“Crossing in Time” – Here is a topic new to us: ship building. Gifted writer/story teller/superb technical illustrator, David Macaulay, takes us from the invention of the steam engine to the construction of the grand passenger ship, SS United States (which won the Blue Riband – “riband”: archaic form of the word, “ribbon” – for crossing the Atlantic with highest average speed). This is the ship that would bring the author and family from London to New York in the late 1950’s. The book ends with a heart breaker: whereas the good ship RMS Queen Mary has enjoyed glamorous retirement as a destination event venue, docked in Long Beach, California, the equally luxurious SS United States has found itself docked in obscurity, on the Delaware River, basically unloved since it was withdrawn from service in 1969. It was purchased by a conservancy dedicated to its renovation but alas, nothing so far. So wrong.
“Maizy Chen’s Last Chance” – Lisa Yee’s engaging and important read is filled with layers of themes that provoked conversations (meaning me yammering on and my son resignedly listening): racism, poker, friendship, independent thinking, the interplay of multiple generations, and fortune cookies. We would read anything Lisa Yee writes.
“The Lion, The Witch, and the Wardrobe” – C.S. Lewis’s classic, published in 1950. Ooooooh, good vs evil all over the place. And since reading this, we cannot believe how many times we have overheard somebody referencing Narnia. My son gave a definite yes to reading the next in the series.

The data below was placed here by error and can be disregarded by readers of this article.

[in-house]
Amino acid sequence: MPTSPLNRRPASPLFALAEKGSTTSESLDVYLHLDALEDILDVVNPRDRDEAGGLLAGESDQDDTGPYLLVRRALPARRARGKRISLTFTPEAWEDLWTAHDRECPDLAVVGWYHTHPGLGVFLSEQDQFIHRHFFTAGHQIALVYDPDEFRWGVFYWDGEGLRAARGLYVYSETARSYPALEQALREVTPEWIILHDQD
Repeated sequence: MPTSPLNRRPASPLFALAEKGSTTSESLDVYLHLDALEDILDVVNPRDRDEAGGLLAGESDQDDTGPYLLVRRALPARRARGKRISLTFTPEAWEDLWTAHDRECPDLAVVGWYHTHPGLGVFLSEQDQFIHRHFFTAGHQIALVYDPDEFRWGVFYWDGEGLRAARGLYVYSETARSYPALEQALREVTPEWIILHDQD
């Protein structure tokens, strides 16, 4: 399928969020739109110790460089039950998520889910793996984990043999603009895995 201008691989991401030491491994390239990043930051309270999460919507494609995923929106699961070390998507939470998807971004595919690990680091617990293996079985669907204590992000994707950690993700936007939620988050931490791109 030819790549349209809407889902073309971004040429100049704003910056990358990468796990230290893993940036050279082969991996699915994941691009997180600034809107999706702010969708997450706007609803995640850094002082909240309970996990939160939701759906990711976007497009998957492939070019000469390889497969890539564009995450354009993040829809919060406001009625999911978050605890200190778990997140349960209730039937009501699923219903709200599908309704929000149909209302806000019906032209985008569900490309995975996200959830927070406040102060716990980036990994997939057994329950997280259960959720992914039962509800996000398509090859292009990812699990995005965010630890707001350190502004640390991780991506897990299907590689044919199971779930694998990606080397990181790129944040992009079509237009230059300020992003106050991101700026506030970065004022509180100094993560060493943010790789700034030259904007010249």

“Matilda” – After finishing “The Lion, the Witch, and the Wardrobe” we started reading Roald Dahl’s “Matilda”. About half way through, Matilda tells her teacher that her favorite book is “The Lion, the Witch, and the Wardrobe”. Serendipity! This was a terrifyingly delightful read as we watched our sweet protagonist outsmart stupidity and triumph over tyranny. Role model.
Classical Music for our Solar System –
Mars, The Bringer of War – movement 1 from Gustav Holst’s orchestral suite, “The Planets”, composed between 1914 and 1917. (Performance note: we love the precision of the tapping violin bows.) Holst was fascinated by astrology, so his suite musically depicts the Roman Gods for whom each planet was named. Holst’s Mars is aggressive, relentless, intimidating. Get out of his way –
Venus, The Bringer of Peace – movement 2 from Holst’s “The Planets”. Nearly 9 minutes of etherial mystery and dreaminess. As in each movement, Holst successfully transports us to the destination that has captured his focus –
And now, oh dear, Sousa’s take on Mars and Venus:
Mars and Venus, from John Philip Sousa’s 1902 “Looking Upward”. Sousa jams a jumble of themes into this 7 minute movement, but we didn’t hear anything that would convey us to Mars and Venus. Mr. Sousa! Please! What were you thinking? All we can hear is CIRCUS MUSIC –
- the jolliest circus parade music
- a few fanfares
- tightrope walker music
- the bittersweetness of dismantling the circus when the show is over
- train-on-the-tracks rhythms (maybe the circus ensemble is packed up and heading toward the next town?) –
Welcome to the best part of my day!
– Jane BH
Astronaut travel question: An astronaut is able to travel from Earth to the ISS (approximately 250 miles) in as little as 4 hours.
Astronaut language question: All crew members need to have a working knowledge of English, but the two main languages in use aboard the ISS are English and Russian.
(Story Problem answers: 1). yes and 2). yes)